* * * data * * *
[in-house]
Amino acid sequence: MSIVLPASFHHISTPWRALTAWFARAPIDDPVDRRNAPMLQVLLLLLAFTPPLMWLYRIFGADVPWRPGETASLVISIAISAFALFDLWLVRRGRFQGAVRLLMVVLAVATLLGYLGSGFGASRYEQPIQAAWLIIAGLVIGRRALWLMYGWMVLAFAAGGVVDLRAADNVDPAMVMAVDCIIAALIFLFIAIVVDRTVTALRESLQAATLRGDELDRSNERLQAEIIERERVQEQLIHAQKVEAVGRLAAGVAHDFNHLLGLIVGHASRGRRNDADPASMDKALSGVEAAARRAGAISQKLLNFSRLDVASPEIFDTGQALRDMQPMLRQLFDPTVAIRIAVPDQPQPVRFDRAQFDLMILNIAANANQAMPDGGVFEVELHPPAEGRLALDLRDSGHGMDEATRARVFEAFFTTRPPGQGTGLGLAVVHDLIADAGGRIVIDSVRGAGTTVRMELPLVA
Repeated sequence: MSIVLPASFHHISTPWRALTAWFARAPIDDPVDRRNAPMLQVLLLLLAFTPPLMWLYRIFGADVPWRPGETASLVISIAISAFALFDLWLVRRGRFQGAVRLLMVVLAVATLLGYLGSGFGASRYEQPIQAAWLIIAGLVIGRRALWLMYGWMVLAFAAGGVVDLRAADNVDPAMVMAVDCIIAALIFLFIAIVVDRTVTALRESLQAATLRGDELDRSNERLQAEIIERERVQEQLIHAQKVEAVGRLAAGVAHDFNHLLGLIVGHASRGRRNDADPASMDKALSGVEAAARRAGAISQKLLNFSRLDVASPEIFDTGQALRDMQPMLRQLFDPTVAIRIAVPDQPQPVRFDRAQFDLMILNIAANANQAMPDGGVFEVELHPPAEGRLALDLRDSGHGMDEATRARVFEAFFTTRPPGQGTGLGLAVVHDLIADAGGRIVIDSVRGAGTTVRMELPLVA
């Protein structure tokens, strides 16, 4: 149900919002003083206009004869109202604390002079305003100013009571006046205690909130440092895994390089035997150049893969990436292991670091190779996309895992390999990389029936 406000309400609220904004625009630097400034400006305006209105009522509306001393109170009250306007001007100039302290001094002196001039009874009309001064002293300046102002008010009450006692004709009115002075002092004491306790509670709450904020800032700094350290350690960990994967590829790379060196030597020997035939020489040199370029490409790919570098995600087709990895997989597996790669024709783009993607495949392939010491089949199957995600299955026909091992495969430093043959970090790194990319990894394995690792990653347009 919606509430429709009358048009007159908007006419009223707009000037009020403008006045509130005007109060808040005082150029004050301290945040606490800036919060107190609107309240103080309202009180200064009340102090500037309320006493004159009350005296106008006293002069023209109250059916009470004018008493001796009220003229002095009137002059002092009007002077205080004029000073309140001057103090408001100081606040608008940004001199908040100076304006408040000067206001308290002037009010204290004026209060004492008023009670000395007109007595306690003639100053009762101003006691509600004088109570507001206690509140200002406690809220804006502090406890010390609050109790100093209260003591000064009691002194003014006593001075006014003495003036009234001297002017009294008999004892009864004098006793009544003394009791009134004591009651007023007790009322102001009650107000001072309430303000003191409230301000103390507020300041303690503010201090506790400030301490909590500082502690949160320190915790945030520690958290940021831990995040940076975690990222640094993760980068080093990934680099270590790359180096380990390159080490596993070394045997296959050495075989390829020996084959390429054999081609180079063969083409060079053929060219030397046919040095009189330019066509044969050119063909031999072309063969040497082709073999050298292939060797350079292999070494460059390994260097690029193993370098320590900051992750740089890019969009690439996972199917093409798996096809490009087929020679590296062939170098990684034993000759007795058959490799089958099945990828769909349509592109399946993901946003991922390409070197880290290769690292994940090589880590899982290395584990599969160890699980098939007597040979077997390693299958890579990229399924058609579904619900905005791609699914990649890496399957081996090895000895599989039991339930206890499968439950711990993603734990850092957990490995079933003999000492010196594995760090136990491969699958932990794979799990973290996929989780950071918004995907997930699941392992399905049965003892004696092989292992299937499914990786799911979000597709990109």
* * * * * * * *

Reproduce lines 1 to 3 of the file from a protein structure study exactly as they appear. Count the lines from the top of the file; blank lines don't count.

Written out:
[in-house]
Amino acid sequence: MSIVLPASFHHISTPWRALTAWFARAPIDDPVDRRNAPMLQVLLLLLAFTPPLMWLYRIFGADVPWRPGETASLVISIAISAFALFDLWLVRRGRFQGAVRLLMVVLAVATLLGYLGSGFGASRYEQPIQAAWLIIAGLVIGRRALWLMYGWMVLAFAAGGVVDLRAADNVDPAMVMAVDCIIAALIFLFIAIVVDRTVTALRESLQAATLRGDELDRSNERLQAEIIERERVQEQLIHAQKVEAVGRLAAGVAHDFNHLLGLIVGHASRGRRNDADPASMDKALSGVEAAARRAGAISQKLLNFSRLDVASPEIFDTGQALRDMQPMLRQLFDPTVAIRIAVPDQPQPVRFDRAQFDLMILNIAANANQAMPDGGVFEVELHPPAEGRLALDLRDSGHGMDEATRARVFEAFFTTRPPGQGTGLGLAVVHDLIADAGGRIVIDSVRGAGTTVRMELPLVA
Repeated sequence: MSIVLPASFHHISTPWRALTAWFARAPIDDPVDRRNAPMLQVLLLLLAFTPPLMWLYRIFGADVPWRPGETASLVISIAISAFALFDLWLVRRGRFQGAVRLLMVVLAVATLLGYLGSGFGASRYEQPIQAAWLIIAGLVIGRRALWLMYGWMVLAFAAGGVVDLRAADNVDPAMVMAVDCIIAALIFLFIAIVVDRTVTALRESLQAATLRGDELDRSNERLQAEIIERERVQEQLIHAQKVEAVGRLAAGVAHDFNHLLGLIVGHASRGRRNDADPASMDKALSGVEAAARRAGAISQKLLNFSRLDVASPEIFDTGQALRDMQPMLRQLFDPTVAIRIAVPDQPQPVRFDRAQFDLMILNIAANANQAMPDGGVFEVELHPPAEGRLALDLRDSGHGMDEATRARVFEAFFTTRPPGQGTGLGLAVVHDLIADAGGRIVIDSVRGAGTTVRMELPLVA